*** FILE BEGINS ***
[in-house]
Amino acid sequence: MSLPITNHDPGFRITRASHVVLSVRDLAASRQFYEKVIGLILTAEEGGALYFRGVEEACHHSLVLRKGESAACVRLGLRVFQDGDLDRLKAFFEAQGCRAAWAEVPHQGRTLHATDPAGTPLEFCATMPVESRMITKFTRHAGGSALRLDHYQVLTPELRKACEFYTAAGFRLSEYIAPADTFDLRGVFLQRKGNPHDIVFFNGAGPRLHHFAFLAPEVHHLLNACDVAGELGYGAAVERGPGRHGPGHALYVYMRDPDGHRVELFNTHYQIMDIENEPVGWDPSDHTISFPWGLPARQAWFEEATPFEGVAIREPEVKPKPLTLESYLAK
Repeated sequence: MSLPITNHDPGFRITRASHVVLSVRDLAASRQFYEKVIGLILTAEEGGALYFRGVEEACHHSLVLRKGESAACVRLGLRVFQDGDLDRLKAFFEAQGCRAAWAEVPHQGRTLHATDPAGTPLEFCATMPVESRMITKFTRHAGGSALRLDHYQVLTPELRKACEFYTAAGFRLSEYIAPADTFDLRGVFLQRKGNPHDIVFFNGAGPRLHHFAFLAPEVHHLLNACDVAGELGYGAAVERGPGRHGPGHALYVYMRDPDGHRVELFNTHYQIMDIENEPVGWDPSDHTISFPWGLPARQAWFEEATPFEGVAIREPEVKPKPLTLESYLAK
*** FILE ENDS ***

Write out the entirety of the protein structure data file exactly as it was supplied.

[in-house]
Amino acid sequence: MSLPITNHDPGFRITRASHVVLSVRDLAASRQFYEKVIGLILTAEEGGALYFRGVEEACHHSLVLRKGESAACVRLGLRVFQDGDLDRLKAFFEAQGCRAAWAEVPHQGRTLHATDPAGTPLEFCATMPVESRMITKFTRHAGGSALRLDHYQVLTPELRKACEFYTAAGFRLSEYIAPADTFDLRGVFLQRKGNPHDIVFFNGAGPRLHHFAFLAPEVHHLLNACDVAGELGYGAAVERGPGRHGPGHALYVYMRDPDGHRVELFNTHYQIMDIENEPVGWDPSDHTISFPWGLPARQAWFEEATPFEGVAIREPEVKPKPLTLESYLAK
Repeated sequence: MSLPITNHDPGFRITRASHVVLSVRDLAASRQFYEKVIGLILTAEEGGALYFRGVEEACHHSLVLRKGESAACVRLGLRVFQDGDLDRLKAFFEAQGCRAAWAEVPHQGRTLHATDPAGTPLEFCATMPVESRMITKFTRHAGGSALRLDHYQVLTPELRKACEFYTAAGFRLSEYIAPADTFDLRGVFLQRKGNPHDIVFFNGAGPRLHHFAFLAPEVHHLLNACDVAGELGYGAAVERGPGRHGPGHALYVYMRDPDGHRVELFNTHYQIMDIENEPVGWDPSDHTISFPWGLPARQAWFEEATPFEGVAIREPEVKPKPLTLESYLAK